Speaking of Minsky Moments, People's Bank of China Governor Zhou Xiaochuan is engaged in a tug of war with investors on how to price off-balance-sheet bonds issued by local governments.
Offshore dollar bonds are on fire this year. Chinese issuers have already raised a record $122 billion, and the Ministry of Finance will soon price its first offering in the currency since 2004. Curiously, local-government funding vehicles are missing.
Chinese entities seeking to raise debt outside the country need the approval of the National Development and Reform Commission. Beijing is currently trying to choke off funding for the local-government vehicles, aimed at developing projects for which municipalities have insufficient budget. Zhou says they're used "to disguise debts or break quotas."
The shortage has turned LGFV dollar bonds into collectors' items. Over the last three months, the 80 such issues saw spreads narrow to an average of only 2.2 percentage points above U.S. Treasuries, placing them solidly in the investment grade category.
In July, Yinchuan Tonglian Capital Investment Operation Co. raised a $300 million three-year dollar issue at a 3.5 percent coupon, even though it bled $438 million cash last year building infrastructure projects in Ningxia, a northwestern province. There's a similar picture at Changchun Urban Development & Investment Holdings Group Co. Both are rated investment grade.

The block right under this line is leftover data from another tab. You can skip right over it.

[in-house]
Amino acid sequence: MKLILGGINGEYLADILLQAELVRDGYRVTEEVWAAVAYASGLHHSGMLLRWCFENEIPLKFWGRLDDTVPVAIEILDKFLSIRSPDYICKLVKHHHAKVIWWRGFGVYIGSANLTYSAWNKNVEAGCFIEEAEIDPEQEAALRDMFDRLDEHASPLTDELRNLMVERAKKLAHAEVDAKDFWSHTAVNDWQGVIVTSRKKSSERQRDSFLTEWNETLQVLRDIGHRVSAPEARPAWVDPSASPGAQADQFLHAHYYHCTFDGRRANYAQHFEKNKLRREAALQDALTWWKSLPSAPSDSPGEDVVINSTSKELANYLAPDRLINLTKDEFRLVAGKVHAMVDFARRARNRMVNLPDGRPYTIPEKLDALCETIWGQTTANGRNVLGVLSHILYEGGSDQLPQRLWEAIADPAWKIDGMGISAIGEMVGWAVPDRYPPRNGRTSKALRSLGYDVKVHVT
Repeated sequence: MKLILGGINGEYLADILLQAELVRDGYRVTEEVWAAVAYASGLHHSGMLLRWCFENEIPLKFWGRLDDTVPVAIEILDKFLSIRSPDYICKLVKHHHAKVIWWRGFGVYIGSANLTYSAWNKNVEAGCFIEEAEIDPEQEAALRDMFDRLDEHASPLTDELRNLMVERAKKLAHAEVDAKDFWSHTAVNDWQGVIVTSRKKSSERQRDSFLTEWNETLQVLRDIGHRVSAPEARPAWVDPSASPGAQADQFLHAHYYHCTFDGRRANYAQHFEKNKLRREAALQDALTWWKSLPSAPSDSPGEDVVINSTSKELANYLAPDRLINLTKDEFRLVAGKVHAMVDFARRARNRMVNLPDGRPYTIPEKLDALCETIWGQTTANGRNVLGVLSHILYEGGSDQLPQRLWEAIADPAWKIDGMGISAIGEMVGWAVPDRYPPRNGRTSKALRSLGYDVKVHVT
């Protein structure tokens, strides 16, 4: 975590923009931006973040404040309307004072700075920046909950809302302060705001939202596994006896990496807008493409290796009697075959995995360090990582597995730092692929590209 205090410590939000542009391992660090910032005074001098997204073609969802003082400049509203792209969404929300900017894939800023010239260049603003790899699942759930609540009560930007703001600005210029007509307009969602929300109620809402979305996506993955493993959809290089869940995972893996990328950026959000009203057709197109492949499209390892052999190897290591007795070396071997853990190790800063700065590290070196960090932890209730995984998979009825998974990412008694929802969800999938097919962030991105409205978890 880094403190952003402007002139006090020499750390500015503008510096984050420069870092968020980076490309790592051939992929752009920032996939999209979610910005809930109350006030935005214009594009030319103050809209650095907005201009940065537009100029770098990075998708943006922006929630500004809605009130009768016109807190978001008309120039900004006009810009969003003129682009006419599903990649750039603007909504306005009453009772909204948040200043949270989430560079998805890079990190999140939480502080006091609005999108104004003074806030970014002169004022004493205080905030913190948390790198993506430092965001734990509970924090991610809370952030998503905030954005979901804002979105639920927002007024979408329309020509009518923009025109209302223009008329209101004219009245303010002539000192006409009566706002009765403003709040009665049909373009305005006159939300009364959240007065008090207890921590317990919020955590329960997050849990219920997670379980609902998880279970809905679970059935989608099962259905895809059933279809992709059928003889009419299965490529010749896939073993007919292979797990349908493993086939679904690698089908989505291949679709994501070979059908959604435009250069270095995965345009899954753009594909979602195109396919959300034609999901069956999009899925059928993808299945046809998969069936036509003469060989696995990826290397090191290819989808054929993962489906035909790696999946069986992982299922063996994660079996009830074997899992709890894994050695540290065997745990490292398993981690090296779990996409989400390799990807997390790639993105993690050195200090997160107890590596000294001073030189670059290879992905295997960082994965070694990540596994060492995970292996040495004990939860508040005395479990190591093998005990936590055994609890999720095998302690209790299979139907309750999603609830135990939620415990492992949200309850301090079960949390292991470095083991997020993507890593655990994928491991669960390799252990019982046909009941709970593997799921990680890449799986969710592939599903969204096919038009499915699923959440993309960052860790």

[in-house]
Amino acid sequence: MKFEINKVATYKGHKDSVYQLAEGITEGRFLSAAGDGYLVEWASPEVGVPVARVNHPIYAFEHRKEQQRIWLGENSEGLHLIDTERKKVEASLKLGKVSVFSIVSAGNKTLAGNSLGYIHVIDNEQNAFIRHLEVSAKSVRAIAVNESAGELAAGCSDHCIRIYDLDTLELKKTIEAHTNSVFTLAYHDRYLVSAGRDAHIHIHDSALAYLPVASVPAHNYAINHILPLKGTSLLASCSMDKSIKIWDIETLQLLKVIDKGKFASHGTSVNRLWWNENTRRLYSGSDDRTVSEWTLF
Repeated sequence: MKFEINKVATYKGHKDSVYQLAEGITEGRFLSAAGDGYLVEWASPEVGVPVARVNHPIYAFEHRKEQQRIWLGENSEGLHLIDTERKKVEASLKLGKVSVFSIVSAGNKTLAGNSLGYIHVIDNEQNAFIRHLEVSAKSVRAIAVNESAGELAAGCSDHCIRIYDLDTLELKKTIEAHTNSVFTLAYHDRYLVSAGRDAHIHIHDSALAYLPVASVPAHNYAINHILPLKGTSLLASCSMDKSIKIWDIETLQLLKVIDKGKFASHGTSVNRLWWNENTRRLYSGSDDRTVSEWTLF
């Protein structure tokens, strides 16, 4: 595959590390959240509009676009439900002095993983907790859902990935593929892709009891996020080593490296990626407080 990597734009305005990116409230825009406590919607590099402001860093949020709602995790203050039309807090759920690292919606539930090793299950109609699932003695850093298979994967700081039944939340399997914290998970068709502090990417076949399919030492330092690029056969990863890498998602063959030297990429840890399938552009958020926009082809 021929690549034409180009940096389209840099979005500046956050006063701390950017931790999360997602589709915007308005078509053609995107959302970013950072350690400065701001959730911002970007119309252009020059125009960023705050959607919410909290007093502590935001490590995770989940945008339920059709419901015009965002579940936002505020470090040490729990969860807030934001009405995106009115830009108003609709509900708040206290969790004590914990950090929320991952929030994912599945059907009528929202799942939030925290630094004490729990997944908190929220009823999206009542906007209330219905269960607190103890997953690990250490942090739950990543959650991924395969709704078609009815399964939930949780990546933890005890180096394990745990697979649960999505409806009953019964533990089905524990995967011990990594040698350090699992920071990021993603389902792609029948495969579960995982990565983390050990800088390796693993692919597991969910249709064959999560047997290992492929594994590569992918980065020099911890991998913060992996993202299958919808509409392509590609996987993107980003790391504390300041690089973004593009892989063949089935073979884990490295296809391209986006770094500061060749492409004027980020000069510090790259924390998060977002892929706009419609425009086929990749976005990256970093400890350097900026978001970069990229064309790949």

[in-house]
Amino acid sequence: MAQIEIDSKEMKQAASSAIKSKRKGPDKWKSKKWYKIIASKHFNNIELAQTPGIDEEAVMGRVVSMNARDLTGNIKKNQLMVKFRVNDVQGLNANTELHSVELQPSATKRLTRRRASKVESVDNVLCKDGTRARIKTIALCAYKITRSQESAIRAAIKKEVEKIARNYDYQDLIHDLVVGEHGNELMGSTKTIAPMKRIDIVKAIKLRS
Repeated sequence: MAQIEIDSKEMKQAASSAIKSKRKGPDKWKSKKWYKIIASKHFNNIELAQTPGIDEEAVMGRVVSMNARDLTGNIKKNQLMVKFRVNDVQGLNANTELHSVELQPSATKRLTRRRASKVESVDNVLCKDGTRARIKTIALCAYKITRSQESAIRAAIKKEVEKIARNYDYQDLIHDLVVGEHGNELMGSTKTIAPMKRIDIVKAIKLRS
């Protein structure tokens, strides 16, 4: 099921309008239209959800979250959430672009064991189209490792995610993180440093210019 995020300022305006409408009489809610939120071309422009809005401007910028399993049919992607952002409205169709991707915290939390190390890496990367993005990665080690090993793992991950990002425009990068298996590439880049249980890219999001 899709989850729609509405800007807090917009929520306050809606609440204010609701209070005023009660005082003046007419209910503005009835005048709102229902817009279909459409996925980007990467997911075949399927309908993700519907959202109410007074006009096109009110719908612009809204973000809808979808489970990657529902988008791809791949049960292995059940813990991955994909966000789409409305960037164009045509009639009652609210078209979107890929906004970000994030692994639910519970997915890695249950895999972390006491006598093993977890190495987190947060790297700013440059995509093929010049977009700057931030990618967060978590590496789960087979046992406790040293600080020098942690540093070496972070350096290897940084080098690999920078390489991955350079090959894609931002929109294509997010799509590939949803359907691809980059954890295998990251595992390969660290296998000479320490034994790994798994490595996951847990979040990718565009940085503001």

The big rating companies are going with the flow. According to Moody's Investors Service, Yinchuan Tonglian deserves a Baa3 mark because Beijing will support "the development and stabilization of the northwestern part of China, including Ningxia with its substantial Muslim population." A sort of rice-or-riots equation.
By no means all the securities merit such ratings. The 4,040 onshore and offshore bonds for which Bloomberg has financial data generated $9.7 billion in earnings before interest, taxes, depreciation and amortization in 2016 -- while issuing $168 billion of notes. The median of these securities was backed by a financing vehicle with a net debt-to-Ebitda ratio of 27 times.
Onshore investors perceive LGFVs as simply too big to fail. In October 2014, China published a document, Regulation 43, that aimed to remove local governments' guarantees for LGFV bonds. To date, there has been no default.
But the chickens are coming home to roost. LGFVs started issuing large quantities of bonds in 2015, and most are due in three to six years. They'll start maturing in 2018, with repayments reaching a peak in 2021.
Perhaps Zhou is eager to retire before the time of reckoning.
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